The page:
Tell your representatives and your Senators that there must be economic stimulus money for adult literacy and basic education programs !

Send an E-mail - Write a Letter - Call Your Representative Today !
- sample letter from ProLiteracy - Check Out the 100 Day Plan @

I encourage you to target a minimum of $50 million to adult literacy and basic education programs as part of any economic stimulus package brought to Congress for action.

An estimated 30 million adults in the U.S. can barely read and write. There is a higher rate of unemployment in this group than in the general population. Many work in low-skill and low-paying jobs. Of the one million jobs lost this year, many were these low-skill jobs. For many of the unemployed, training for higher-skill jobs will require learning the fundamentals of reading, of writing, and of speaking English.

Local adult literacy and basic education programs are committed to preparing these adults for work. Many community-based programs offer workplace literacy services and partner with community groups to get people working. But thousands of adults are already on waiting lists for tutors and teachers, and demand is likely to grow as jobs become scarcer.

$50 million in funding for these programs is just a modest increase. It would support just 62,500 new learners at an estimated $800 per student for a year of literacy instruction. Failure to provide even this minimum level of extra funding will cost local, state, and federal governments more in unemployment and public assistance benefits, health care costs, and increased crime rates.

I applaud any action that helps individuals get back to work, but action that does not include funding to help adults gain the skills they need to access new jobs is woefully incomplete.

Sincerely,

Find Your Representatives @ American Library Association
~ members of Congress, governors, state legislators, and more ~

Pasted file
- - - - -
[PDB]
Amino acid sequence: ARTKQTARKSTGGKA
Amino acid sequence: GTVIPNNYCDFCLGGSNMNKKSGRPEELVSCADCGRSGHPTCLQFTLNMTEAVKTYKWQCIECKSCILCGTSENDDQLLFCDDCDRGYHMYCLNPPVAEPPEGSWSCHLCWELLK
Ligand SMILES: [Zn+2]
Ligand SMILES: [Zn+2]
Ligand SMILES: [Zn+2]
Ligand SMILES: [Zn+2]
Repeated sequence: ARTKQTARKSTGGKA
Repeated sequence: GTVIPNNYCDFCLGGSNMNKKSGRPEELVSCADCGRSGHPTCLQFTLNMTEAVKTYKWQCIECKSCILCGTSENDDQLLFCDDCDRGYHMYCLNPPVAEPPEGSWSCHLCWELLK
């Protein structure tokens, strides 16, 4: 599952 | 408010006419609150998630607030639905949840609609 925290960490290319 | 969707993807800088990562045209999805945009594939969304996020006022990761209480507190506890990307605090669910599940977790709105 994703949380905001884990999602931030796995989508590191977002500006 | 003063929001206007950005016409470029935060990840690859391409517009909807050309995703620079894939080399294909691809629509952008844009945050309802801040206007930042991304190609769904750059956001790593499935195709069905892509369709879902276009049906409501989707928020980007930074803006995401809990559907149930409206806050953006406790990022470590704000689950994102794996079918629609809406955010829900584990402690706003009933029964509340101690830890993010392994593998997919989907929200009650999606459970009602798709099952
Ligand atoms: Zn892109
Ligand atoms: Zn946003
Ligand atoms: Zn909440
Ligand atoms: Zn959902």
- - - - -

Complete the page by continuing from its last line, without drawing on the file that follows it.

photo: Southern California Library Literacy Network - SCLLN

Tuesday, December 9, 2008

Book Buying Patterns: 2007

Looking At Who Buys What Where: Examining book consumers with Bowker's PubTrack
Publishers Weekly: Dec 1, 2008 by Jim Milliot

Teenagers largely bought their books at the national bookstore chains in 2007, while their grandparents shopped for books from a variety of outlets. That was one of the findings drawn from PubTrack Consumer, the R.R. Bowker service that uses a national online survey to track various aspects of consumer book-buying behavior and patterns.

Readers between 18 and 28 (Generation Y) showed the most different characteristics among the five groups measured. Generation Y was the only group where the Internet was the top source of book purchases, and they were the most comfortable buying nonprint products—digital downloads of audiobooks, e-books and other nonprint items accounted for 4% of purchases.

For the most part, consumers purchase a book because it falls into an area they're interested in. The leading reason cited for buying a book is the catch-all area of “adding to a collection.” Other reasons are closely related, such as buying a book because of the author, topic or main character. Price was a factor primarily for seniors and Gen Y groups. Such factors as cover art, author readings, and book reviews were well down the list.

Less than 1% of book buyers said they toss a book after they're done reading it. While most readers said they keep their books, the older readers are, the more likely they are to give away a book. The Gen Y age group is the most aggressive in selling their books. Graph for Gen Y @

Total number, book buyers, books purchases and dollars spent by age groups:
Teens: 13-17; Generation Y: 18-28; Generation X: 29-40; Boomers: 41-59; Matures: 60+


Figures for:
~ Favorite Categories
~ Formats
~ Top Reasons to Purchase
~ Where Book was Acquired
~ Disposition after Reading

Monday, December 1, 2008

State of Literacy Initiative

Make Your State a State of Literacy
First Book Blog: Nov 26, 2008 by Katie B.

First Book’s State of Literacy Initiative is an exciting, results-driven campaign uniting private-sector, education and community leaders with a common purpose: to raise literacy levels statewide.

Launching in four pilot states, California, Illinois, Ohio and West Virginia, First Book’s goal is to raise $500,000 per state to bring 200,000 books to community programs, providing these programs with permanent access to educational resources from the First Book.

Get involved! First Book is looking for grassroots funders, partners, volunteers and book recipients. Visit the State of Literacy Web page to learn more about our work in your state and how you can participate.